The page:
Busting the super myths

Like many Australians, when you hear the word superannuation, you might put it into the too hard or too complicated basket. But your financial future depends on what you do with your super now.

People can be concerned about super due to statements they may have heard about this type of investment. We’ve taken the time to bust some of the common super myths and set the record straight.

You need $1 million to retire

You may have heard it mentioned before, to have a comfortable retirement you need $1 million in super. For most of us, that figure can be daunting.

But we have some good news for you. You don’t need that much. ASFA details that for a comfortable retirement, a couple will need $640,000 and a single person will need $545,000. For a more modest retirement, you don’t need anywhere near that. ASFA puts the figure at just $35,000 for a couple and $50,000 for a single person.

How is that possible you might ask? The age pension makes it achievable and is something that people often omit from their calculations when working out what they will need in retirement.

Right now, the full age pension is approximately $23,823 for an individual and $35,916 for a couple. If you have a paid off home by the time you reach retirement, the lump sum you need in super suddenly becomes more achievable.

Super is just like other investments

The main reason that superannuation is different from investing directly in shares, property, bonds or cash, is that you can invest your retirement savings into assets that are taxed at a lower rate.

Investments that are held outside of super are taxed at your marginal tax rate. Which could be as high as 45% plus Medicare Levy. Investing in super, on the other hand, is a more tax effective option.

My compulsory super payments will be enough

For anyone that started their career from 1992 onwards, you would have had your employer making compulsory superannuation payments since the time that your career started.

This may make you feel at ease that you will have enough from the employer contributions to retire on. However, if you are on a low income or take time out of the workforce for any reason, such as raising children, you are unlikely to have enough super to fully self-fund your retirement.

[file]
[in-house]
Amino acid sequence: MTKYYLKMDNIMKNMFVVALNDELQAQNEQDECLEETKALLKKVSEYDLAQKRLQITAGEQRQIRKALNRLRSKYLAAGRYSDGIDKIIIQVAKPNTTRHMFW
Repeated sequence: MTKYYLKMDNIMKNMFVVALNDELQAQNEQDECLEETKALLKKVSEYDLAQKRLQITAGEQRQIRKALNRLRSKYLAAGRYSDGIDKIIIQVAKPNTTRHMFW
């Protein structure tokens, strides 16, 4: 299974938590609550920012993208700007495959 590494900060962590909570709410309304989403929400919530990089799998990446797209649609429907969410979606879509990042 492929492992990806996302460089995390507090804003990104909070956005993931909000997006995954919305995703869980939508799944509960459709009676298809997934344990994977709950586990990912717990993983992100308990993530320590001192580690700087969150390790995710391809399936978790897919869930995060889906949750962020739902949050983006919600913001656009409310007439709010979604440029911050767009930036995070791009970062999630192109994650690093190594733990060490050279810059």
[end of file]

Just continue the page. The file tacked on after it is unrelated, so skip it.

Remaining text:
For older workers who have not had compulsory payments through their whole career, it can be wise to top up your retirement fund with additional voluntary payments. Similarly, those that are self-employed and involved in the gig economy need to factor in making their own payments to prepare for retirement.

I can’t control my super

When superannuation was first introduced back in 1992 some employees were tied to the super fund that their employer made them join. However, this changed in 2005 and workers can choose the fund they wish to invest their retirement savings in.

At the current time, there is a wide choice of super funds available that offer you more control than ever before. Most funds now offer more investment options than just conservative, balanced and growth, allowing you to be in control of what asset class mix you choose. Self-Managed Super Funds, while not for everyone, allow even great control of your investment strategy.

I will lose my money if the market crashes

Your superannuation should be invested based on your risk profile. Which will likely change over time as you age.

With the help of a financial adviser, you can better understand what risk profile and investment mix are right for your individual circumstances. While market fluctuations can occur, over time your fund performance and associated risk profile will mean you can feel confident as you approach your retirement years.

It’s important to make sure your super is working for you. Get in touch with one of our super experts on (08) 9367 8133 to ensure you are well equipped to enjoy a comfortable retirement.

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